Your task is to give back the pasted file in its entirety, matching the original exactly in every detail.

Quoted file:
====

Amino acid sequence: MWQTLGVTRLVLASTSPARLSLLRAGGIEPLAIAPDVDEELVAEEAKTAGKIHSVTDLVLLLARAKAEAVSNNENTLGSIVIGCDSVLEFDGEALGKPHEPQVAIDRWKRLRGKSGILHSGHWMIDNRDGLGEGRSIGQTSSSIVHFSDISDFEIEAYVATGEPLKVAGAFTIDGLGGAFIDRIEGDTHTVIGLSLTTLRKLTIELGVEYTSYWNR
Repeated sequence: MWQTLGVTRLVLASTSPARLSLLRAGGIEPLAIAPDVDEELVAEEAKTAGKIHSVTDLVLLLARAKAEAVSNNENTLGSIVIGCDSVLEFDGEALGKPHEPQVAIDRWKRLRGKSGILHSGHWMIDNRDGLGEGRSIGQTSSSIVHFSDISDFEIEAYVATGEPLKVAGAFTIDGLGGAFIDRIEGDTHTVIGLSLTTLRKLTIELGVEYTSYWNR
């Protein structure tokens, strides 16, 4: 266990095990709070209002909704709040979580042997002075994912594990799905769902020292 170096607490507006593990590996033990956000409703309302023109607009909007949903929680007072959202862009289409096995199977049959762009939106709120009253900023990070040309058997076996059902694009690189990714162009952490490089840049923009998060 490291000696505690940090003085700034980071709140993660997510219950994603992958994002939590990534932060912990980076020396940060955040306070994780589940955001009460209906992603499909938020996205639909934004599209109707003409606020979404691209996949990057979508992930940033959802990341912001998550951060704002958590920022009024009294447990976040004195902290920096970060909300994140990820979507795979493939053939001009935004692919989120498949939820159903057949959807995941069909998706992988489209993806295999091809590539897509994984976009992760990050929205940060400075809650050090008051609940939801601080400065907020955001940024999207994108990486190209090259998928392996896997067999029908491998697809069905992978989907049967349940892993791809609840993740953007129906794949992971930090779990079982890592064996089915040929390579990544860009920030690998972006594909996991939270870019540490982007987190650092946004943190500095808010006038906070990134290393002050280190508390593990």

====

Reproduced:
Amino acid sequence: MWQTLGVTRLVLASTSPARLSLLRAGGIEPLAIAPDVDEELVAEEAKTAGKIHSVTDLVLLLARAKAEAVSNNENTLGSIVIGCDSVLEFDGEALGKPHEPQVAIDRWKRLRGKSGILHSGHWMIDNRDGLGEGRSIGQTSSSIVHFSDISDFEIEAYVATGEPLKVAGAFTIDGLGGAFIDRIEGDTHTVIGLSLTTLRKLTIELGVEYTSYWNR
Repeated sequence: MWQTLGVTRLVLASTSPARLSLLRAGGIEPLAIAPDVDEELVAEEAKTAGKIHSVTDLVLLLARAKAEAVSNNENTLGSIVIGCDSVLEFDGEALGKPHEPQVAIDRWKRLRGKSGILHSGHWMIDNRDGLGEGRSIGQTSSSIVHFSDISDFEIEAYVATGEPLKVAGAFTIDGLGGAFIDRIEGDTHTVIGLSLTTLRKLTIELGVEYTSYWNR
């Protein structure tokens, strides 16, 4: 266990095990709070209002909704709040979580042997002075994912594990799905769902020292 170096607490507006593990590996033990956000409703309302023109607009909007949903929680007072959202862009289409096995199977049959762009939106709120009253900023990070040309058997076996059902694009690189990714162009952490490089840049923009998060 490291000696505690940090003085700034980071709140993660997510219950994603992958994002939590990534932060912990980076020396940060955040306070994780589940955001009460209906992603499909938020996205639909934004599209109707003409606020979404691209996949990057979508992930940033959802990341912001998550951060704002958590920022009024009294447990976040004195902290920096970060909300994140990820979507795979493939053939001009935004692919989120498949939820159903057949959807995941069909998706992988489209993806295999091809590539897509994984976009992760990050929205940060400075809650050090008051609940939801601080400065907020955001940024999207994108990486190209090259998928392996896997067999029908491998697809069905992978989907049967349940892993791809609840993740953007129906794949992971930090779990079982890592064996089915040929390579990544860009920030690998972006594909996991939270870019540490982007987190650092946004943190500095808010006038906070990134290393002050280190508390593990």